Yes, James, I cannot believe the so called Christians who go along with this twist of Our Lord’s sacrament. It is destructive, and will have long term negative repercussions to not only society, but civilization at large. What did our Lord say about lukewarm followers? “I will spit you out of my mouth” (Rev 3:16);.

  • James Carr

    ….and I will provide the Spitoon for Him….once I get out of Purgatory.

  • samuel Johnston

    I don’t care at all for the whimsical way that religious views ..
    Love your neighbor, defend the weak, resist vanity, spitefulness, and greed, be useful, lead by example, take joy in life, always seek further insight, …
    These are among the “religious views” I respect.
    Legalisms, tribalism, rewards in the next life, advantage in this life, and membership in some “special club” are views that I do not respect.
    The supernatural is impossible by definition.

  • CarrotCakeMan

    “Christians are not backwater fanatics, or homophobic blockades to gay marriage”

    Not all American Christians are, but some are. The federal judge who revoked the 2008 California anti-gay H8te Vote had in his possession an email written by Catholic bishops to Mormon leaders in which they both agreed to violate California campaign finance laws to throw the H8te Vote by making secret, illegal cash and in-kind contributions to the H8te Vote. The email serves as proof positive they knew they were breaking the law; the email itself is an act of criminal collusion. Here is documentation about that email:

    The email was included in the evidence the US Supreme Court reviewed before that Court affirmed the revocation of the 2008 California anti-gay H8te Vote. Clearly, the criminal acts committed by Mormons and other anti-gays failed.

  • CarrotCakeMan

    “the idea of gay marriage has never before entered the consciousness of mankind.”


  • CarrotCakeMan

    “forewarn us of future redefinitions of marriage”

    Yawn, that same old, “marry your sister, marry your dog” lie.

  • CarrotCakeMan

    That’s because all these anti-gay bakers, florists and photographers were recruited by members of the “Alliance Defending Freedom Of Faith” before they committed those crimes, with the promise from this “Alliance” that the “Alliance” would provide free legal representation and pay all fines involved. Anyone who looks at the website of this “Alliance” can confirm that.

  • CarrotCakeMan

    Sorry, baking a cake, taking photos, making bouttonières–none of those are “religious acts.” No loving, committed same gender American couple will EVER ask the Westboro Baptist Church of Topeka, Kansas, the lead anti-gay church, to marry them–or any other anti-gay church. Why would they? These denominations will marry same gender couples in the 36 US States and the District of Columbia that honor their Freedom Of Religion: Affirming Pentecostal Church Int’l, Alliance of Christian Churches, Anointed Affirming Independent Ministries, The Assoc. of Welcoming and Affirming Baptists, Christian Church (Disciples of Christ), Community of Christ, Conservative Judaism, Ecumenical Catholic Church, Ecumenical Catholic Communion, Episcopal Church, Evangelical Anglican Church In America, Evangelical Lutheran Church in America, Global Alliance of Affirming Apostolic Pentecostals, Inclusive Orthodox Church, Moravian Church Northern Province, Metropolitan Community Church…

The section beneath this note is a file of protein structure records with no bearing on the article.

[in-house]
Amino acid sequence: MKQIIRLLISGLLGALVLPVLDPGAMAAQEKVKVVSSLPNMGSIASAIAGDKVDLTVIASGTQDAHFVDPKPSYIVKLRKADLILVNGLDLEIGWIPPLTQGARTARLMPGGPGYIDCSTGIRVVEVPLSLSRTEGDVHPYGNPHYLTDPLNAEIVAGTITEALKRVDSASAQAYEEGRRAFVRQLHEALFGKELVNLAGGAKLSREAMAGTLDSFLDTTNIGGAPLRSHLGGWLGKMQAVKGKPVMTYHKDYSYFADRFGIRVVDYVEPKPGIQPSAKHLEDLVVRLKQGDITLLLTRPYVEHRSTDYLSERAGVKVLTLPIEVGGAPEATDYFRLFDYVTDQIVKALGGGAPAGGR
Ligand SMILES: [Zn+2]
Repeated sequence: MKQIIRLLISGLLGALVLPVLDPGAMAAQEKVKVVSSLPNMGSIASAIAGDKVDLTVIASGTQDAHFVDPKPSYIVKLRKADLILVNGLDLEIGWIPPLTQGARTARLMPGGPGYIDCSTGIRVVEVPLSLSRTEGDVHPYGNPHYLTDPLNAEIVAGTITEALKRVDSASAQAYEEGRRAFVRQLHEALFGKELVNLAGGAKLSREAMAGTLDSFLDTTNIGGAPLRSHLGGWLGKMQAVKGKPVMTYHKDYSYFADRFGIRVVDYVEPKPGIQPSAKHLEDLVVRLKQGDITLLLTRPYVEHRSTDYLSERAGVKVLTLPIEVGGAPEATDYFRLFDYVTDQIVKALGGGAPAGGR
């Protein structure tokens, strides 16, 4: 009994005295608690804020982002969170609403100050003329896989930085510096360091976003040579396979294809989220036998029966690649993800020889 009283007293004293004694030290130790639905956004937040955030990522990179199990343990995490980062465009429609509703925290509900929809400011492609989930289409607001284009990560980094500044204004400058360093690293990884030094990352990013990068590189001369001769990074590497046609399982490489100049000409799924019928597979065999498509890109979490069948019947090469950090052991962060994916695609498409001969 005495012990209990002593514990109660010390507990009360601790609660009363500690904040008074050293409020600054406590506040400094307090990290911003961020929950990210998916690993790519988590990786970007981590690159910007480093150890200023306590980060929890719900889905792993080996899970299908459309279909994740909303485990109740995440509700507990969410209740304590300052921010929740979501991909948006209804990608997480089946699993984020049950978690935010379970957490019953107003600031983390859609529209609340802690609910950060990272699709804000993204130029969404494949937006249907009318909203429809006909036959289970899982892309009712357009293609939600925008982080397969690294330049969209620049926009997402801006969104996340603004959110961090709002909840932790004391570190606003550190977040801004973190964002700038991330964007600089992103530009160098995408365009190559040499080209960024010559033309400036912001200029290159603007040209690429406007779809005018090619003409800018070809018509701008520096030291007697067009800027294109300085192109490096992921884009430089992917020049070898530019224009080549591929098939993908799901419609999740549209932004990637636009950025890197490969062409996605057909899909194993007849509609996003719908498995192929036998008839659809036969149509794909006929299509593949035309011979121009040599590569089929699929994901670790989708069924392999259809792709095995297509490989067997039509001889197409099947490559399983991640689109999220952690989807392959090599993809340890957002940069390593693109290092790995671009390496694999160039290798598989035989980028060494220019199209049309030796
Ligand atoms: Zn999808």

• CarrotCakeMan

    Old Catholic Church, Presbyterian Church USA, Progressive Christian Alliance, Reconciling Pentecostals International, Reconstructionist Judaism, Reform Judaism, Reformed Anglican Catholic Church, Religious Society of Friends (Quakers), Unitarian Universalist Church, United Church of Christ, Unity Church…

  • CarrotCakeMan

    Factual information does not advance the anti-gay political agenda some churches are attempting to promote.

  • Doc Anthony

    We’re not going to live in “peace”, Boarderthom. Time to be realistic.

    Regardless of what the Supremes do or don’t do this summer, many many Christians have decided to continue agreeing with their Bibles, the word of God. In word and in deed, they’re going to continue speaking out against this unprecedented national evil of gay marriage. They will not kowtow and compromise their Biblical faith when the gay activists knock on their doors.

    Many of them may experience economic loss, or punishment, or even get shut down. Christian businesses, schools, social agencies, daycares, or Non-Profits, may experience economic reprisals or courthouse revenge from the Gay Activists. Even individual churches may find activists threatening their “tax-exempt status.” Christians and churches that don’t KOWTOW will find themselves PUNISHED.

    But that’s far better than “peace” at any cost. That’s better than selling out to the Gay Marriage Religion. Gotta take a stand.

  • Doc Anthony

    The jury is still out regarding some issues in post-gay-marriage Canada, but already there is clear and serious DAMAGE going on up there, as a result of legalized gay marriage.

    Here’s a brief warning about the ongoing mess in Canada:

  • unclemike

    All of those “dangers” in that article are the same tired old arguments against equality that the Supreme Court already considered and then found lacking. Try again, hater.

  • Larry

    The people seeking discrimination in their business against gay weddings for “religious reasons” are going to get their behinds handed to them.

    Open commerce is not a religious rite. If those vendors were sincerely not trying to discriminate against the customers, they wouldn’t be doing so. There are always options for businesses when dealing with potential unreasonable situations or an alleged “crisis of conscience” that do not involve discriminatory conduct. The only people who will be protected under such circumstances are those not engaging in open commerce: Churches/chapels/denominational officiants.

  • Larry

    More like you have no clear or credible evidence of any harm being done in Canadian society coming from it. So you have no

    The most dishonest arguments made by the anti-gay crowd is treating gay marriage in the hypothetical. If you had a rational basis to such objections, you would find evidence to support it in the places where marriage equality is legal.

    Ten years going and still “caution”. Try paranoia instead.

  • Greg

    Doc, good article. Yes allowing homosexual marriage is the beginning of the end of parental rights as we know them. The words, “bizarre, weird, strange, odd, etc.” come to mind when I hear these things. The weather up there must be colder than it has been rumored, as the politicians there are apparently experiencing brain freeze.

  • James Carr